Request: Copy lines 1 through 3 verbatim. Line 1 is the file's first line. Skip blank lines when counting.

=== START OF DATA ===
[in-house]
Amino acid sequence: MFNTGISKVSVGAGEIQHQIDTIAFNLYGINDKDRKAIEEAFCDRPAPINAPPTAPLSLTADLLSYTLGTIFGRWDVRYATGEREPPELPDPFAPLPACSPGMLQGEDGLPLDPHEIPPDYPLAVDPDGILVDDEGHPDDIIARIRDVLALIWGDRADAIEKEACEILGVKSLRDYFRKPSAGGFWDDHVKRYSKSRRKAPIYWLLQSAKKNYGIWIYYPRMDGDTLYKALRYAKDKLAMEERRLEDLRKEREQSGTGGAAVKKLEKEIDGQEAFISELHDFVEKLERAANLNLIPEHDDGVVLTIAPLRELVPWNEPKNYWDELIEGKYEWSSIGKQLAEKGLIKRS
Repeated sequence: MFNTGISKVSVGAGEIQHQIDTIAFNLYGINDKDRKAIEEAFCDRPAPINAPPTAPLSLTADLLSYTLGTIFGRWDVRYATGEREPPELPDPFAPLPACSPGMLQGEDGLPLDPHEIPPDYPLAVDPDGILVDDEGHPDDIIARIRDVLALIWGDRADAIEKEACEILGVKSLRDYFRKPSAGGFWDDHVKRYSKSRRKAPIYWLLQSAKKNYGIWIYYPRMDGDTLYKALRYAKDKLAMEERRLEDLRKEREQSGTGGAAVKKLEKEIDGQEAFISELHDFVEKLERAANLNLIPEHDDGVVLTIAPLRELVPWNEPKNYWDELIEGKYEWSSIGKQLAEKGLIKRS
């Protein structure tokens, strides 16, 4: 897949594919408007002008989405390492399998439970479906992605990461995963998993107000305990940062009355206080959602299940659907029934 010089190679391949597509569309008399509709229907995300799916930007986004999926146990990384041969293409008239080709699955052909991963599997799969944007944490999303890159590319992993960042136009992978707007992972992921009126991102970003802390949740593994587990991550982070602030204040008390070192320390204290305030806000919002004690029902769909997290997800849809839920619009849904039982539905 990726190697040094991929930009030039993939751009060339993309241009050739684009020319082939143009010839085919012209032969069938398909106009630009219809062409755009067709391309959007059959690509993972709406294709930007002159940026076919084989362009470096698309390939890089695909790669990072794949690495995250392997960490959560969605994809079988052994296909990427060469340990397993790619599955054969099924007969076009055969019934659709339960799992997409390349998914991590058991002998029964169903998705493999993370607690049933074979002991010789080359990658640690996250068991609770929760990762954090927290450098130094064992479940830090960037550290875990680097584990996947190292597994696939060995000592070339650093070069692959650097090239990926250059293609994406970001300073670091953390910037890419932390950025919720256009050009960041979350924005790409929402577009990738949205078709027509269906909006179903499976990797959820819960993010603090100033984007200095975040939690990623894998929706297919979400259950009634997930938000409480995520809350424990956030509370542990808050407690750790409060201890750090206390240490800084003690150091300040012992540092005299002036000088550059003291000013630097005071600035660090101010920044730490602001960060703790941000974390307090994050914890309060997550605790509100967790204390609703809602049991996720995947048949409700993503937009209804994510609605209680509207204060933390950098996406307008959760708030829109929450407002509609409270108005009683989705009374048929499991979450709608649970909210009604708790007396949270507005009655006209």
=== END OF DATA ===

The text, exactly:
[in-house]
Amino acid sequence: MFNTGISKVSVGAGEIQHQIDTIAFNLYGINDKDRKAIEEAFCDRPAPINAPPTAPLSLTADLLSYTLGTIFGRWDVRYATGEREPPELPDPFAPLPACSPGMLQGEDGLPLDPHEIPPDYPLAVDPDGILVDDEGHPDDIIARIRDVLALIWGDRADAIEKEACEILGVKSLRDYFRKPSAGGFWDDHVKRYSKSRRKAPIYWLLQSAKKNYGIWIYYPRMDGDTLYKALRYAKDKLAMEERRLEDLRKEREQSGTGGAAVKKLEKEIDGQEAFISELHDFVEKLERAANLNLIPEHDDGVVLTIAPLRELVPWNEPKNYWDELIEGKYEWSSIGKQLAEKGLIKRS
Repeated sequence: MFNTGISKVSVGAGEIQHQIDTIAFNLYGINDKDRKAIEEAFCDRPAPINAPPTAPLSLTADLLSYTLGTIFGRWDVRYATGEREPPELPDPFAPLPACSPGMLQGEDGLPLDPHEIPPDYPLAVDPDGILVDDEGHPDDIIARIRDVLALIWGDRADAIEKEACEILGVKSLRDYFRKPSAGGFWDDHVKRYSKSRRKAPIYWLLQSAKKNYGIWIYYPRMDGDTLYKALRYAKDKLAMEERRLEDLRKEREQSGTGGAAVKKLEKEIDGQEAFISELHDFVEKLERAANLNLIPEHDDGVVLTIAPLRELVPWNEPKNYWDELIEGKYEWSSIGKQLAEKGLIKRS